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Andrew Bobola

Saint Andrew Bobola
Martyr of Poland
Born 1591
Sandomir Palatine, Lesser Poland, Crown of the Kingdom of Poland, Polish–Lithuanian Commonwealth.
Died 16 May 1657
Janów, Grand Duchy of Lithuania, Polish–Lithuanian Commonwealth
Honored in
Roman Catholicism (by Poland and the Society of Jesus)
Beatified 30 October 1853, Rome, Papal States by Pope Pius IX
Canonized 17 April 1938, Vatican City by Pope Pius XI
Major shrine Shrine of Saint Andrew Bobola, Warsaw, Poland
Feast 16 May
Patronage Poland; Archdiocese of Warsaw

Andrew Bobola, S.J. (Polish: Andrzej Bobola, 1591 – 16 May 1657) was a Polish missionary and martyr of the Society of Jesus, known as the Apostle of Lithuania and the "hunter of souls".[1]


  • Life 1
  • Veneration 2
  • Modern Bobola family 3
  • See also 4
  • References 5
  • External links 6


Bobola was born in 1591 into a noble family in the Sandomir Palatinate in the Province of Lesser Poland of the Crown of the Kingdom of Poland, then a constituent part of the Polish–Lithuanian Commonwealth. In 1611 he entered the Society of Jesus in Vilnius, then in the Grand Duchy of Lithuania, the other part of the Commonwealth. He subsequently professed solemn vows and was ordained in 1622, after which he served for several years as an advisor, preacher, Superior of a Jesuit residence, etc., in various places.[2]

From 1652 Bobola also worked as a country "missionary", in various locations of Lithuania: these included Polotsk, where he was probably stationed in 1655, and also Pinsk, (both now in Belarus). On 16 May 1657, during the Khmelnytsky Uprising, he was captured in the village of Janów (now Ivanava, Belarus) by the Cossacks of Bohdan Chmielnicki and, after being subjected to a variety of tortures, killed.

One description of Bobola's death written in 1865 states:[3]

In the same year, the Cossacks surprised a holy Polish Jesuit, in the town of Pinsk, and conferred on him the palm of martyrdom, on the 16th of May, 1657. Father Andrew Bobola, whose untiring zeal had rendered him obnoxious to the schismatics, had just offered up the holy sacrifice, when a horde of Cossacks attacked the town. On beholding the barbarians, Father Bobola fell upon his knees, raised his eyes and his hands toward heaven, and, having a presentiment that his hour had arrived, exclaimed, "Lord, thy will be done!" At that moment, the Cossacks rushed upon him, stripped him of his holy habit, tied him to a tree, placed a crown upon his head, as did the Jews upon the head of our adorable Saviour, after which they scourged him, tore out one of his eyes, burned his body with torches, and one of the ruffians traced, with his poignard, the form of a tonsure on the head of the venerable Father, and on his back the figure of a chasuble! To do this, the executioner had to strip off the skin of the holy martyr! But this was not yet all. The fingers of the apostle had received the priestly unction. The executioner tore from them the skin, and forced needles under his nails! And during this indescribable torture, the hero prayed for his tormentors; he preached, both by word and example, until the schismatics tore out his tongue and crushed his head. Father Andrew Bobola, whom the Church declared Blessed, the 30th of October, 1853, was sixty-five years of age.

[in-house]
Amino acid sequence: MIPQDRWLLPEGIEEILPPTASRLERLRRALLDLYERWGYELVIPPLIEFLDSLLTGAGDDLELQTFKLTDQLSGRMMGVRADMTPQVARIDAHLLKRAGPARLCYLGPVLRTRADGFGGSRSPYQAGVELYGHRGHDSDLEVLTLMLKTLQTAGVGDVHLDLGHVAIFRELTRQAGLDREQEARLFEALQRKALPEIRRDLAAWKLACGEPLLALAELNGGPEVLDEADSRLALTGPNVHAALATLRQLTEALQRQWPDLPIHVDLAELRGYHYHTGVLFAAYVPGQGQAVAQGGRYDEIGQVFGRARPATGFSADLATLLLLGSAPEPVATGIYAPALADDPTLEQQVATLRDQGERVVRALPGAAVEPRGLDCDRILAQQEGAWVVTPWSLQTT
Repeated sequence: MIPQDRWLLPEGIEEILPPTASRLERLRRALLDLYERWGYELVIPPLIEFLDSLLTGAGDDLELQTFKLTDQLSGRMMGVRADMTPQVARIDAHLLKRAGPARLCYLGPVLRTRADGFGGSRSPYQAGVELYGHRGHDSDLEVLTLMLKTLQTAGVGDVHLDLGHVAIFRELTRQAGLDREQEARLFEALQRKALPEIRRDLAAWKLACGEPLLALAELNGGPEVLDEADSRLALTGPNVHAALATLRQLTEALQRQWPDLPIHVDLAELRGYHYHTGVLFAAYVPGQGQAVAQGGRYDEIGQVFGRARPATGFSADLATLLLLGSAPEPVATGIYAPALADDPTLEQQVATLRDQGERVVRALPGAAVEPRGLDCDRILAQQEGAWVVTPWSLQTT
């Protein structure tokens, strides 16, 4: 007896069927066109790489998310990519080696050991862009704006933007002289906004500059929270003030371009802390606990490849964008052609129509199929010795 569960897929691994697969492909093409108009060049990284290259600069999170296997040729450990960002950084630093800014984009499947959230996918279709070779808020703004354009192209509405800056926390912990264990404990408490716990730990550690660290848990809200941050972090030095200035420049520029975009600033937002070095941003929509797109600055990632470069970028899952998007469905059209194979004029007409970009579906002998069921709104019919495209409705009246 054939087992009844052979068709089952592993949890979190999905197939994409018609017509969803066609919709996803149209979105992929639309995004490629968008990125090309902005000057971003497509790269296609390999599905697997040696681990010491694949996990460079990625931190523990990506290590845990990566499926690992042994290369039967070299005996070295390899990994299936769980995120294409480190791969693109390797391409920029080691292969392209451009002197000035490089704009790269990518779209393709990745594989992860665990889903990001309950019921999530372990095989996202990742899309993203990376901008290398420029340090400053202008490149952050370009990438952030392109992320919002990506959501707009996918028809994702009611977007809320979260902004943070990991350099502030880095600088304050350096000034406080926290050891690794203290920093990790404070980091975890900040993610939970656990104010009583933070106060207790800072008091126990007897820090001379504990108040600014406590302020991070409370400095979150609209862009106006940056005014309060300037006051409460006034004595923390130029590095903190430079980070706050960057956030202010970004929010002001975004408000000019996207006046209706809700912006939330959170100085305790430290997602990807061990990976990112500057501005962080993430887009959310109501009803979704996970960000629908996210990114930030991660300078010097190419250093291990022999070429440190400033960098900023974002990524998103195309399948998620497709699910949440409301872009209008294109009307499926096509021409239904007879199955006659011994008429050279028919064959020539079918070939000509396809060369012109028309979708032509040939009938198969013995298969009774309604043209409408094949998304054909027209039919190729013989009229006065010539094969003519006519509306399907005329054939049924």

Andrzej Bobola memorial church in Janów Poleski, 19th-century photo

Bobola's body was originally buried in the Jesuit church in Pinsk. It was later moved to their church in Polotsk.[2] By the beginning of the 18th century, however, nobody knew where Bobola's body was buried. In 1701 Father Martin Godebski, S.J., the Rector of the Pinsk College, reputedly had a vision of Bobola. This caused him to order a search for the body. It was reportedly found completely incorrupt, which was recognized by the Church and its supporters as proof of holiness. In 1719 the casket was officially reopened and the body inspected by qualified medical personnel (five physicians and pharmacists). It was reportedly still completely incorrupt: pliable and with soft flesh.